- Genetics. Genetics may play a part in the development of cynophobia by a parent passing-on their fear of dogs to their child. This response may be genetically transferred or it may be learned through social behavior.
- Social environment. Likewise, if a family member demonstrates cynophobic behaviors, you are more likely to develop similar responses.
- Neurological disorder. There is some evidence that people can develop certain phobias, including cynophobia, as a result of a neurological disorder or physical trauma that affects brain function.
Is Cynophobia Treatable?
Fortunately, like many other phobias, cynophobia is treatable. There are a variety of treatment options available, including:
- Medication. Some medications can be effective for treating the symptoms of cynophobia when taken in conjunction with therapeutic treatment. Mostly, these include certain sedatives and anti-anxiety medications that can help minimize the symptoms that normally result from a severe cynophobic episode.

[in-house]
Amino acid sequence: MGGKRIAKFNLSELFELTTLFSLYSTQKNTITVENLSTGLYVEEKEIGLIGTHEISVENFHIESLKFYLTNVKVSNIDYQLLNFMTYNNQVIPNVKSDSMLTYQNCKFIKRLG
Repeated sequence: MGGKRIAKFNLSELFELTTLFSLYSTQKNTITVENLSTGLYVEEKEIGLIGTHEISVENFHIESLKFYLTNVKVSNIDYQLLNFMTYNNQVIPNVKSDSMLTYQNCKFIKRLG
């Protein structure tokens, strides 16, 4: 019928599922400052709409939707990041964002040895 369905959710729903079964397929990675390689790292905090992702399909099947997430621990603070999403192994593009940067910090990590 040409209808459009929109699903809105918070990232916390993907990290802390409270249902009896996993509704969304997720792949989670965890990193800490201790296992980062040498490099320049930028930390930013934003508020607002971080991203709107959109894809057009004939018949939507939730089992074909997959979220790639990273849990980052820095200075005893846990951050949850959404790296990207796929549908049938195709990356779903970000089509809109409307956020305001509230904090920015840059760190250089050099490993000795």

- Therapy. There are a variety of therapy approaches that have proven effective in treating cynophobia. Most involve desensitizing the patient to being in the presence of dogs by gradually increasing the patient’s exposure to dogs and slowly increasing the patient’s comfort level when interacting with dogs. Available therapy methods include:
- Exposure therapy. Desensitization or exposure therapy is the most common form of therapy in treating cynophobia. This can include a patient beginning by watching videos of dogs or observing dogs from a distance and then gradually moving closer to a dog’s physical proximity or merely increasing the duration that the patient is exposed to the animal.